What is your favorite thing on your What is your must-have kitchen item? A sharp knife. We have different kinds of menu? Personally, I like the grilled salmon over knives that we use for everything. a Caesar salad. It can be served for either What would you choose to have for your dinner or lunch. last meal? What is the biggest food trend in New Medium-rare steak with a baked potato Hampshire right now? and probably a nice red wine. Gluten-free is the big trend right now in What is your favorite local restaurant? restaurants, and people are realizing that Actually, I like to do Poor Boy’s Diner there are a large amount of customers lookright up the street from us [in Londonderry] ing for that. for breakfast. I’ll usually get the cheese and What is your favorite thing to cook at mushroom omelet. home? Anything on a grill, from swordfish to What celebrity would you like to see eatsteaks and burgers. ing at your restaurant? — Matt Ingersoll It sounds far-fetched, but Al Pacino! Chicken Marsala Courtesy of Lou Hatsiandrou of Lucciano’s Cafe in Londonderry ¼ cup flour ½ teaspoon salt ¼ teaspoon black pepper ½ teaspoon dried oregano 4 tablespoons butter 4 tablespoons olive oil

Take skinless, boneless white chicken breast, pounded thin and mix with the dry ingredients in a bowl. In a large skillet, melt butter in olive oil and add chicken, turning when brown. Add mushrooms, Marsala wine and cooking sherry. Cover skillet and simmer at low temperature for 10 minutes. Remove from skillet, place over pasta and enjoy.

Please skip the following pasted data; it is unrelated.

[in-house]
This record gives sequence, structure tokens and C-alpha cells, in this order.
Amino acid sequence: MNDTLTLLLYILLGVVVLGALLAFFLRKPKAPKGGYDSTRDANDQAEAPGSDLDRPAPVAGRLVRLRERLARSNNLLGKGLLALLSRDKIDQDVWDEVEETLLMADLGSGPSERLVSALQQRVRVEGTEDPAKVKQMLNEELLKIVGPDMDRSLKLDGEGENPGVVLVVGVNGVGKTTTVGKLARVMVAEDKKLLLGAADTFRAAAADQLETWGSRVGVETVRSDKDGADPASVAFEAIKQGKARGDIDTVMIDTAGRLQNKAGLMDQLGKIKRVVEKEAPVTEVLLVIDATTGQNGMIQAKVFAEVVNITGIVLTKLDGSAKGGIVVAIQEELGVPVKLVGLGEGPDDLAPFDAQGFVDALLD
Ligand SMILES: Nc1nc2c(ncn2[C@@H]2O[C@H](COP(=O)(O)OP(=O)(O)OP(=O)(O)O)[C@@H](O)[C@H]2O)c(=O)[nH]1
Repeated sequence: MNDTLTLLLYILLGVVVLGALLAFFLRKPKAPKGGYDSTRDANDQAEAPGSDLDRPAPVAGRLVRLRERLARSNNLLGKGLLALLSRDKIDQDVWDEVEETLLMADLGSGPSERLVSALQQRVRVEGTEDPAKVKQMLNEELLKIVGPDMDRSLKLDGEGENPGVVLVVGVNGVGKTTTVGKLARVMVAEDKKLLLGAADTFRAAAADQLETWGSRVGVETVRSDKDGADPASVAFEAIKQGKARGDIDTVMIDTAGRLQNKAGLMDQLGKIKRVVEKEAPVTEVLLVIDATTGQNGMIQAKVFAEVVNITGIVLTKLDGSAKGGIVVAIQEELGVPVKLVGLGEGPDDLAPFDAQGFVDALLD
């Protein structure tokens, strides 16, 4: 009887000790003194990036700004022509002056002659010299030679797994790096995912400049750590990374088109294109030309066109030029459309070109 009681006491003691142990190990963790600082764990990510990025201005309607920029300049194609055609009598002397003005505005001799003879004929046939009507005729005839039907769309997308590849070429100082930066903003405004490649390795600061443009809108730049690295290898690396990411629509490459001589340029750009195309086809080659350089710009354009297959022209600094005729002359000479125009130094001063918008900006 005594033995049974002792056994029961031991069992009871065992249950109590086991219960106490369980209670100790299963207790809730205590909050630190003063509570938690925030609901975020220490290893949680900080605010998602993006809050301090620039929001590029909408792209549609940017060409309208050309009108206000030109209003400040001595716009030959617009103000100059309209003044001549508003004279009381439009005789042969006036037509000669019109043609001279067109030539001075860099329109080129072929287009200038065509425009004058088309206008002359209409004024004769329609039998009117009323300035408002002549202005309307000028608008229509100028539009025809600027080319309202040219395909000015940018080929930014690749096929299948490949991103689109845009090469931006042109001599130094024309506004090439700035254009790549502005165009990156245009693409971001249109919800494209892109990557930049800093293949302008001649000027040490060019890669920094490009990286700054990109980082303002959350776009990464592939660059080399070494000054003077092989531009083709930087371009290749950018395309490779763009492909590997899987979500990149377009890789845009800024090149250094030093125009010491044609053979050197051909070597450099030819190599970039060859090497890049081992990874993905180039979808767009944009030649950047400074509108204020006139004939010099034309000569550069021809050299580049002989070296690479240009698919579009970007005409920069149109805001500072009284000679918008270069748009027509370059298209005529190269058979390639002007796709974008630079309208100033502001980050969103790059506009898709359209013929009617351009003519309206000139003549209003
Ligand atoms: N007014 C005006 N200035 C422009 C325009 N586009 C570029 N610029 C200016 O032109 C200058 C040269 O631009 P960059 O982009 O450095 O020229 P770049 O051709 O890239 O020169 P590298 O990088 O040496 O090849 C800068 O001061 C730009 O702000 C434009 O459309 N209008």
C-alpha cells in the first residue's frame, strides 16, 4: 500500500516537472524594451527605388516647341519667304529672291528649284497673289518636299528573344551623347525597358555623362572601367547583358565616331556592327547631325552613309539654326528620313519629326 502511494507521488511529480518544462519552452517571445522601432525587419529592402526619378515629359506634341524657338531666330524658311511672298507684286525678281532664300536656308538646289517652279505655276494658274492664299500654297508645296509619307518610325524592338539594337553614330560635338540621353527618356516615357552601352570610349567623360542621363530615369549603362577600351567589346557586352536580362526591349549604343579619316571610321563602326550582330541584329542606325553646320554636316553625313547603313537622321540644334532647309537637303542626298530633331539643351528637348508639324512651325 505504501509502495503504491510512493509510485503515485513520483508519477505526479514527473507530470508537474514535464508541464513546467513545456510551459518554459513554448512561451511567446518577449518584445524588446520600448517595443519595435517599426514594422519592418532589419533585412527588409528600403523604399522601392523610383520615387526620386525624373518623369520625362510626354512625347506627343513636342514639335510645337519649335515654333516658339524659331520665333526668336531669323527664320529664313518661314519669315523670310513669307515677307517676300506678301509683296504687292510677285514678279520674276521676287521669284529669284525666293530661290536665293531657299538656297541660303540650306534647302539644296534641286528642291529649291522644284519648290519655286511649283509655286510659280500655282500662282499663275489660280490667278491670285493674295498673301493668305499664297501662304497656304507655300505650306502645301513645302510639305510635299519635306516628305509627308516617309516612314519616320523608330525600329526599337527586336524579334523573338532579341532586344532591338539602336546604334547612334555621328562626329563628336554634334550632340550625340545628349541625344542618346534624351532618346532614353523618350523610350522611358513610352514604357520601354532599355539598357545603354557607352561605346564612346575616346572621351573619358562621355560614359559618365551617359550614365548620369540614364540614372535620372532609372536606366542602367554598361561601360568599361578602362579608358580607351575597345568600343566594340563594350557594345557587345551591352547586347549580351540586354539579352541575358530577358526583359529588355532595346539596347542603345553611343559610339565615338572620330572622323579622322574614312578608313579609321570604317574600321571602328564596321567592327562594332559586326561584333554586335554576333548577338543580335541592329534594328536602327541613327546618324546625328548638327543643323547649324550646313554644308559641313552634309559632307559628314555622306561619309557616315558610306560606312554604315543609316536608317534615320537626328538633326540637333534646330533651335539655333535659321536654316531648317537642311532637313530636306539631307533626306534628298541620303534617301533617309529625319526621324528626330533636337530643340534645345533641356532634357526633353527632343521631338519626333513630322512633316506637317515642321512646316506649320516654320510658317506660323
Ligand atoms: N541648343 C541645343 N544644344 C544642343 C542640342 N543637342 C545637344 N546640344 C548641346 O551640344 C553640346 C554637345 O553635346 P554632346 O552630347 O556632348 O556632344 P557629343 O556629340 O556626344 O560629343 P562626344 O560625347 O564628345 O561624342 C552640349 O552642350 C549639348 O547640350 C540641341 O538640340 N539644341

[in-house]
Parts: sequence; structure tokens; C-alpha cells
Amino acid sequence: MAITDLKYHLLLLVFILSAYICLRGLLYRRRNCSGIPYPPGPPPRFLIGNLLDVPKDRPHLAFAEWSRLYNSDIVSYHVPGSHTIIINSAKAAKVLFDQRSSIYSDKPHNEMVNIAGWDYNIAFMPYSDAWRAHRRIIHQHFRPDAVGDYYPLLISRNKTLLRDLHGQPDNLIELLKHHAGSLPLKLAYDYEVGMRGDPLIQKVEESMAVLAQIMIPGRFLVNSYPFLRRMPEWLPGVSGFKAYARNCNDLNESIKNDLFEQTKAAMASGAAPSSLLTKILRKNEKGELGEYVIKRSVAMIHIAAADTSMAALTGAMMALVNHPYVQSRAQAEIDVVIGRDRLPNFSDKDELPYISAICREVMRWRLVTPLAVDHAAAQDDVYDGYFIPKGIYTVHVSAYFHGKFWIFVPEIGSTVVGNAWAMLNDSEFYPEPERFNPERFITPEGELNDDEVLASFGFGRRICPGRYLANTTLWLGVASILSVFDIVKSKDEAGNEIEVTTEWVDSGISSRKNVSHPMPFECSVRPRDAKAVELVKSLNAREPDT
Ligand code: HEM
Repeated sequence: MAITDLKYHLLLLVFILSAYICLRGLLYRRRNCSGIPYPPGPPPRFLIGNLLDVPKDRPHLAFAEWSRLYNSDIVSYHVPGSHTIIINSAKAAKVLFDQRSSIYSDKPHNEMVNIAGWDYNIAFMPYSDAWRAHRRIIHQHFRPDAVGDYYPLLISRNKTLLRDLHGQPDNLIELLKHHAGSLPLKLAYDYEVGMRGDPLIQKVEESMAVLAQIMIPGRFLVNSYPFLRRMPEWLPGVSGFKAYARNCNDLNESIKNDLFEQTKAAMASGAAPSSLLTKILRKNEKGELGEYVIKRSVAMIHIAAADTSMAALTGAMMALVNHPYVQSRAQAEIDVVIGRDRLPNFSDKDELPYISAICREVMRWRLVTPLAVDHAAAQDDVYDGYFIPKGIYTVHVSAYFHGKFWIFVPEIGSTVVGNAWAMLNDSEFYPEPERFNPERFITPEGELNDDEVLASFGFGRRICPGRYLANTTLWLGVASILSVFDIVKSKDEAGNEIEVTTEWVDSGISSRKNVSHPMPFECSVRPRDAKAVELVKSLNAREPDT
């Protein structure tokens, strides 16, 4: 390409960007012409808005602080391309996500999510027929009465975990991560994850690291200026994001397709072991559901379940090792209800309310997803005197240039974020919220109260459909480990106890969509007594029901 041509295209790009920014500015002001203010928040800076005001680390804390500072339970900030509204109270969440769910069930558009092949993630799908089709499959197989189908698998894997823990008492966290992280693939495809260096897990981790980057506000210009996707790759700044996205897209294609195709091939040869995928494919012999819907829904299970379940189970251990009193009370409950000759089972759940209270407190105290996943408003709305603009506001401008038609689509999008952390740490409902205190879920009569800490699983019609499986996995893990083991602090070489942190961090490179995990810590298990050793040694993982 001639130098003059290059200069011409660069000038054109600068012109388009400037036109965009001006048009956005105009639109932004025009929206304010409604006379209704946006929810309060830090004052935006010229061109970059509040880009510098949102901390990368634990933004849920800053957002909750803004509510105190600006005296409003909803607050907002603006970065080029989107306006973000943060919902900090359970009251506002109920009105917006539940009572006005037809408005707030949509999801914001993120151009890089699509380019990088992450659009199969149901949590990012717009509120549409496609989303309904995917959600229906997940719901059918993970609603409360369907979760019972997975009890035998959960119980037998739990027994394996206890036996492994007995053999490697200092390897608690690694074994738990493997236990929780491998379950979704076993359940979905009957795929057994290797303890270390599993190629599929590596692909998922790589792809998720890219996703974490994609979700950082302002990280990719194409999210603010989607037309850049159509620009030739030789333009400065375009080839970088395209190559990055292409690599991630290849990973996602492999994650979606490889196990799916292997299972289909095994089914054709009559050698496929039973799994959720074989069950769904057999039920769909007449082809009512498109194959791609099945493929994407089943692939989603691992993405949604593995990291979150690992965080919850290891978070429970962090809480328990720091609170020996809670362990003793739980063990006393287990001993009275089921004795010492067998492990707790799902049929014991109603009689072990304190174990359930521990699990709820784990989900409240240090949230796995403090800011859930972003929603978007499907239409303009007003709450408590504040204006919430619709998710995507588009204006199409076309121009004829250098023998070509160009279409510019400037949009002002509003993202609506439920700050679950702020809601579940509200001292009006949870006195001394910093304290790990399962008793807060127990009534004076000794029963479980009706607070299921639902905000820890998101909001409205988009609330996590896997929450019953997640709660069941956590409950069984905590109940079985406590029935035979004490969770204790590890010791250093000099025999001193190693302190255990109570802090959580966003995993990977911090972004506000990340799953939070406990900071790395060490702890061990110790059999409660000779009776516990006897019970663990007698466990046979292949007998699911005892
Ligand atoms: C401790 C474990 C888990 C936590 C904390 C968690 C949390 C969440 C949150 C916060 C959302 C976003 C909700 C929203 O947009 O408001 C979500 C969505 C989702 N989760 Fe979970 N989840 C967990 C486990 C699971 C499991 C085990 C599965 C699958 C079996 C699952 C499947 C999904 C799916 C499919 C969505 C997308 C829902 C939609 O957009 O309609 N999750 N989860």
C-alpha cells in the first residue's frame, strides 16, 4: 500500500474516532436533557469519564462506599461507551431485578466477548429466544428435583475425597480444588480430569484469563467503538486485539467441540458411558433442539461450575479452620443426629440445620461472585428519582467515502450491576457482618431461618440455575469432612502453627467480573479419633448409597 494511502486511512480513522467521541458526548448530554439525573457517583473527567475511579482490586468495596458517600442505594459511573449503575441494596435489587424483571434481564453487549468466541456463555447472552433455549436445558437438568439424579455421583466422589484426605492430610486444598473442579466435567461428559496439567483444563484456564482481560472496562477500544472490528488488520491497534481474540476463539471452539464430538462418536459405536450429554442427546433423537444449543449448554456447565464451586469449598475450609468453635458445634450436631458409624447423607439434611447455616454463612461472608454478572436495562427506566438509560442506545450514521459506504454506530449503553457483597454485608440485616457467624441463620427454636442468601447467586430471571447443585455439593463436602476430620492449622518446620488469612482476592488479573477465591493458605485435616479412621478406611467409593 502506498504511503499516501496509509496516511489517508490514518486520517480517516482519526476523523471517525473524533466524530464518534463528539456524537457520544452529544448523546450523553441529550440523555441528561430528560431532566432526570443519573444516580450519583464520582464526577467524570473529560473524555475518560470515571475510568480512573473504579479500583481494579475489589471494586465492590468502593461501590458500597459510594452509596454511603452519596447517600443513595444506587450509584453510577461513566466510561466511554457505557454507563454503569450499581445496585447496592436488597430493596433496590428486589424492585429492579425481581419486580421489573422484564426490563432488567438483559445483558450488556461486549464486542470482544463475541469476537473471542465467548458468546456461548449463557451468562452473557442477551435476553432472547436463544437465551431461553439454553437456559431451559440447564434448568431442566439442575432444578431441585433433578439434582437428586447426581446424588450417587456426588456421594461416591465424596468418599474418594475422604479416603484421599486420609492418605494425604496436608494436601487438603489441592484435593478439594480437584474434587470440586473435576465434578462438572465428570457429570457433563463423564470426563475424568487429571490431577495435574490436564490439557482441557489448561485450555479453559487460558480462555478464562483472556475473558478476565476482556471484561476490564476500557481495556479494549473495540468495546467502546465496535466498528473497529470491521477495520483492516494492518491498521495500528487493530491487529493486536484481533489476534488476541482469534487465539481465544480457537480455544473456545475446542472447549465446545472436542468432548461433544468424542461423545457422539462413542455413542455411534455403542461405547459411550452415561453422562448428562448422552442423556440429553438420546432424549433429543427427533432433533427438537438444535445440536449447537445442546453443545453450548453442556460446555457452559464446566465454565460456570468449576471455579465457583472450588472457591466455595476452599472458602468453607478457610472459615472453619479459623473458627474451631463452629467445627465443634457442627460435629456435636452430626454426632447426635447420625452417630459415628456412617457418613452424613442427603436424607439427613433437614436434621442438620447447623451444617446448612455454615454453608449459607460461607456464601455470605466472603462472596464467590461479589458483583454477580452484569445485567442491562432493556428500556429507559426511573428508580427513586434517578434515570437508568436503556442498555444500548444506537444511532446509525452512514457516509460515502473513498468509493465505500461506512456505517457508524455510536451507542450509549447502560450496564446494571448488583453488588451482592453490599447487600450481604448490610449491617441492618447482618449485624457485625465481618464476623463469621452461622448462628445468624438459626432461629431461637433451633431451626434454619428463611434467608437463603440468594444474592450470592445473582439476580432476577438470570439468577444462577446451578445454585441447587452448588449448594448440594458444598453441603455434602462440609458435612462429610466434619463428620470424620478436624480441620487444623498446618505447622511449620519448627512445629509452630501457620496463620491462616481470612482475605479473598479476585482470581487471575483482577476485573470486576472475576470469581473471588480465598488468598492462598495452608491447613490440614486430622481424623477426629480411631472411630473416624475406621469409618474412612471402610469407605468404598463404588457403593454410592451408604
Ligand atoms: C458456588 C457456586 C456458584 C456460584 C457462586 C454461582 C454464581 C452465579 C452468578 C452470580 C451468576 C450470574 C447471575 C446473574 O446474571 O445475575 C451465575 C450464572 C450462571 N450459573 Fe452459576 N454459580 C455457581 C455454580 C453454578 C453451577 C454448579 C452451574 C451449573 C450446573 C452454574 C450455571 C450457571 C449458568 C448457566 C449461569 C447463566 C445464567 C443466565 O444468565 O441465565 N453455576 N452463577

Weekly Dish

Continued from page 40

119489

chocolates. Hot chocolate, truffles, an herbal chocolate bar and more are all on the menu. Participants will take home recipes, samples and an information packet. The cost is $18 for Beaver Brook members and $20 for non-members. Visit beaverbrook.org or call 465-7787. Chef and cooking instructor Liz Barbour of The Creative Feast in Hollis will appear at the Laconia Public Library (695 Main St., Laconia) on Thursday, Feb. 15, for a cooking with chocolate presentation. Barbour will provide easy cooking technique tips and provide a demonstration of two recipes and samples. Admission is free but registration is required. Call the library at 524-4775 for more details. • Snap, crackle and hops: Join Smuttynose Brewing Co. and Hayseed Restaurant

(105 Towle Farm Road, Hampton) for the annual Crackle & Hops Winter Festival on Sunday, Feb. 18, from 3 to 7 p.m. The event will feature food trucks, a bonfire made out of donated Christmas trees, craft beer samples and more. Admission is free. Visit smuttynose. com or call 436-4026. • Frederick’s Pastries recognized: Amherst and Bedford bakery Frederick’s Pastries has been selected as a 2018 winner in The Knot’s Best of Weddings, an award representing the highest-rated wedding professionals as reviewed by real couples, according to a press release. This is the eighth year Frederick’s Pastries has been selected by The Knot, the leading online wedding brand and app.


FOOD

FROM THE

pantry

Ideas from off the shelf

Eggs When it comes to perishables ingredients, I keep coming back to eggs. Eggs are the perfect food all in one package. And I’m not just talking about the whites! In fact, I would advocate the white part of the egg is the least valuable part of the egg. The yolks have essential fatty acids and several vitamins including A, E, B12 and K. Over the years egg yolks received quite a bad rap, but they are absolutely worth including in any balanced diet, in my humble opinion. Plus, just egg whites are so tasteless! I recently gave birth to my third daughter and eggs are saving my life right now. Every Sunday I prepare eggs. Hardboiled eggs are a great go-to but they’re not the only staple I swear by. Recently I’ve been making egg casseroles that I can enjoy throughout the week. Much to my surprise, an egg casserole saves and reheats really nicely, making it an easy and nutrition-dense food to grab when I have a free moment. And I don’t have too many of those right now! This would be a great option for someone who loves